Kathak was originally a religious dance form. The word is derived from the root Katha (story). Religious stories retold by story-tellers who were attached to the Hindu temples. Later, mime and gesture were added to the oral recitation. Thus there evolved a simple form of expressional dance.

In the 15th and the 16th centuries, Kathak developed into a distinct mode of classical dance. With the advent of Muslim rule, Kathak dance traveled from the temples to the courts. The prominent centres of Kathak were the Hindu courts at Jaipur and the Muslim courts of Delhi, Agra, Lucknow and Rampur.

Intricate, fast footwork (tatkar) and fast pirouettes (chakar) are the distinctive feature of the Kathak dance forms of that period, and it was at this time that the use of ankle-bells was introduced so that the sounds and rhythms produced by the dancer became a counterpoint to those of the drums.

During the nineteenth century, there was a revival of Kathak dance. One of the princely patrons who encouraged this revival was Wajid Ali Shah, the tenth and last Nawab of Awadh (Oudh), who ruled Awadh from its capital Lucknow between 1847 and 1856. His patronage led to the establishment of the Lucknow gharana of Kathak dance, noted for its revived emphasis of expressionism and gesture. It is within the Lucknow tradition that Pratap Prawar's own guru, Pandit Birju Maharaj, received his formation and training.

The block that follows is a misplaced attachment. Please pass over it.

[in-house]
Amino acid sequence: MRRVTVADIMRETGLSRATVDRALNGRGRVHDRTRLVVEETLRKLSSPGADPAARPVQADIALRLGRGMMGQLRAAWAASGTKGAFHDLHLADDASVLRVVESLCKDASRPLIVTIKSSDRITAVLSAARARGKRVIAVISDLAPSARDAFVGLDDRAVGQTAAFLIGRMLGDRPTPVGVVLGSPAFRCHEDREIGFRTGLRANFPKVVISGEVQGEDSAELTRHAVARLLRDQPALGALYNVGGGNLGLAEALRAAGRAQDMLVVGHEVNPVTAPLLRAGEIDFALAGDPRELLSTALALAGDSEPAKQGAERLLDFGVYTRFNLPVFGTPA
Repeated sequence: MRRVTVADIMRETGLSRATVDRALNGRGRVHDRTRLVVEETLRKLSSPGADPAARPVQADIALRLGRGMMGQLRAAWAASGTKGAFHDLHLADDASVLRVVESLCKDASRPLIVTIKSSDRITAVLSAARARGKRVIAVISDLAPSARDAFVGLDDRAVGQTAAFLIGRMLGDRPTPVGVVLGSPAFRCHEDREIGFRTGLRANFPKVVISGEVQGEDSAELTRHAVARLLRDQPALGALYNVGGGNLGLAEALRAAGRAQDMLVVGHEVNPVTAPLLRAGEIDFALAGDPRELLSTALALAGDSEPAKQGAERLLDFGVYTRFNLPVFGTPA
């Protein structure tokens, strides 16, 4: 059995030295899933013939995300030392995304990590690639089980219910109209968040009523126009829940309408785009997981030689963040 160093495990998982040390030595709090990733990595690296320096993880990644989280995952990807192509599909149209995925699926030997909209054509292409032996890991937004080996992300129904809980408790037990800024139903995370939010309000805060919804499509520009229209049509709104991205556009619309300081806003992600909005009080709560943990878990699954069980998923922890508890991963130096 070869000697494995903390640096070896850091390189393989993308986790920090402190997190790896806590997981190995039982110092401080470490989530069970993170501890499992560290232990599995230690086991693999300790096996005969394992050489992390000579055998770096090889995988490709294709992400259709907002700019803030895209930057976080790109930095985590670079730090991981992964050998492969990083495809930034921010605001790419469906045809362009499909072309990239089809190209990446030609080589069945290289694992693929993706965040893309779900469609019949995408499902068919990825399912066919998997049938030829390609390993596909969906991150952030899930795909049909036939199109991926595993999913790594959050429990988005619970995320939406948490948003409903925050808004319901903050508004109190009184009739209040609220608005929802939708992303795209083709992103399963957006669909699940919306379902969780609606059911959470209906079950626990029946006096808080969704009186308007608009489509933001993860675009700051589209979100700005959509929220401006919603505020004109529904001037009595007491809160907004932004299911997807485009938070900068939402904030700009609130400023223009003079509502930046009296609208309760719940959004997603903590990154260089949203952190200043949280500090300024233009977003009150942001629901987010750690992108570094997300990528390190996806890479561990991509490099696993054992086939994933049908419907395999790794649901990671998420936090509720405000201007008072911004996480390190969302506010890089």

Kathak is a fine example of the composite culture of India, in which the Hindu and Muslim genius in art has had a glorious fusion. Kathak is also the only form of classical dance in which Hindustani music is used.

See also article on Kathak dance in the on-line encyclopedia Wikipedia

Authentic Kathak Dance Classes with Guru Pratap Pawar

Pratap Pawar is a performance artist and choreographer, whose works range from classical Kathak to contemporary fusion; from solo performance to group dance drama.

Padmashri Pratap Pawar has trained over 700 students over the past three decades in Ghana and Trinadad. Currently he conducts bi-annual workshops in Toronto, Canada, where a very large number of students are undertaking training. Pratap has undertaken a lot of work in bringing together different cultures by blending Indian dance with Flamenco, Caribbean, modern dance, etc. For this he has received great acclaim worldwide.